The Problem of the Paper MCSE
At one time, individuals entering the IT field would start out on the networking track by taking MCSE training. While it wasn't easy, it was still common for those entering networking to specialize in Microsoft operating systems.
Numerous salary guides and commercials advertising lucrative wages encouraged IT workers to pursue a Microsoft MCSE certificate. Hundreds of thousands of people worked to earn certification in the hopes of earning the high wages publicized by these programs. Granted, many people saw significant pay increases after successful completion of the MCSE, but the supply and demand curve changed dramatically due to an overabundance of MCSEs. As a result, the value of the MCSE became diluted, which affected the wages paid and the respect for individuals holding it.
The inadequate training many MCSEs received has exacerbated the devaluation. For instance, some companies developed nonapproved training curriculums that promised to allow the candidate to pass the MCSE in an amazingly short period of time. Such so-called diploma mills typically provided inadequate technical training for MCSE standards.
Many self-study certification programs also emphasized preparing for the exams rather than teaching Windows technology. In the end, MCSEs who prepared this way were successful in passing the exams but were often unprepared to perform the work required of an NT network engineer. Thus, IT managers were presented with the challenge of determining which job candidates were qualified, even though all of them may have held the MCSE.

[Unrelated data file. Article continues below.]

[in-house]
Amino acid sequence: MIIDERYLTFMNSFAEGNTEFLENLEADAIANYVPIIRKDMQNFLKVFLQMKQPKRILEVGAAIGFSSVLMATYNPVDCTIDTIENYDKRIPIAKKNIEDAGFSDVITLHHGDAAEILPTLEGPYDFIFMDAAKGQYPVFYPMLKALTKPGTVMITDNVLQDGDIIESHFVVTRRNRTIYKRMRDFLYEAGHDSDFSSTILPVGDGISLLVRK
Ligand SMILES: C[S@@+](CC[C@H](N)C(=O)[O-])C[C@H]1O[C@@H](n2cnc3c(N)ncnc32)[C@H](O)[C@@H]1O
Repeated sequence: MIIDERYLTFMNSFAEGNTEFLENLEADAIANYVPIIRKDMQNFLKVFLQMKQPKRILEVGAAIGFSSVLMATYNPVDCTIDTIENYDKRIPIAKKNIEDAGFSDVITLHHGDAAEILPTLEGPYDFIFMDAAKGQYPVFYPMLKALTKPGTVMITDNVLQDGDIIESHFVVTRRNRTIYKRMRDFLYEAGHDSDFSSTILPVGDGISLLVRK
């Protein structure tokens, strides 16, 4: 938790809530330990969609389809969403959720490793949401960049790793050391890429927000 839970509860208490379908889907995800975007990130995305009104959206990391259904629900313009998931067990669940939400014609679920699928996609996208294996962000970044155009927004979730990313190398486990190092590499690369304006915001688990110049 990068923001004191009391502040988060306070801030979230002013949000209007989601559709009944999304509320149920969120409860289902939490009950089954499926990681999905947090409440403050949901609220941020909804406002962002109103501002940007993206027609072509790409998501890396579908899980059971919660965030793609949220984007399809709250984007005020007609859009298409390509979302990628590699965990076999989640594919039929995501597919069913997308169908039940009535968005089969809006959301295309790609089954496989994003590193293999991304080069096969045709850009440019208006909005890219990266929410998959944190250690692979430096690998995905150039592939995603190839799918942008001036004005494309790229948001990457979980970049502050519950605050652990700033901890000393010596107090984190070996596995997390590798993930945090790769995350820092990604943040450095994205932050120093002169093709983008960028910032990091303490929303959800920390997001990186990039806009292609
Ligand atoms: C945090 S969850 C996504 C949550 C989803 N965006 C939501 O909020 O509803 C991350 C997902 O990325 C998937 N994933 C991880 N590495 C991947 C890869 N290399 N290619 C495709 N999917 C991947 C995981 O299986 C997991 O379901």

Furthermore, brain dumps of test questions became easily available via e-mail and on the Web. Although it's a dishonest, risky practice, some test takers prepared for the exam with actual test questions, which were commonly dumped or posted on the Internet. Such practices compounded the problem of poorly qualified MCSEs.
Thus, Paper MCSEs were born. These are individuals who passed the tests but had little Windows NT knowledge or experience. Mind you, this certainly wasn't true for the majority of MCSEs. Many of them studied diligently for the exams and spent countless hours with Microsoft products attempting to gain meaningful experience to back up the certifications.
Is Upgrading Worth It?
Because the certification is relatively new and NT 4.0 MCSEs have another year to gain Windows 2000 certification, IT managers have a small but growing pool of Windows 2000 MCSEs to choose from. MCSEs who fail to recertify will be decertified following the last day of 2001. As the supply and demand curve shifts next year, managers will likely pay higher wages for certified MCSEs.
At the time that Matthew Gleed earned his MCSE on the Windows NT 4.0 track in September 1999, he was running his own consulting company in the Las Vegas area. Now, Gleed is a regional design engineer with SBC DataComm in McLean, Va., designing infrastructure backbones for client companies. When asked about the benefits of the MCSE certification, Gleed said, I don't know if many people are hired now based solely upon having an MCSE. It's now considered to be more of a minimum requirement to be considered for a job.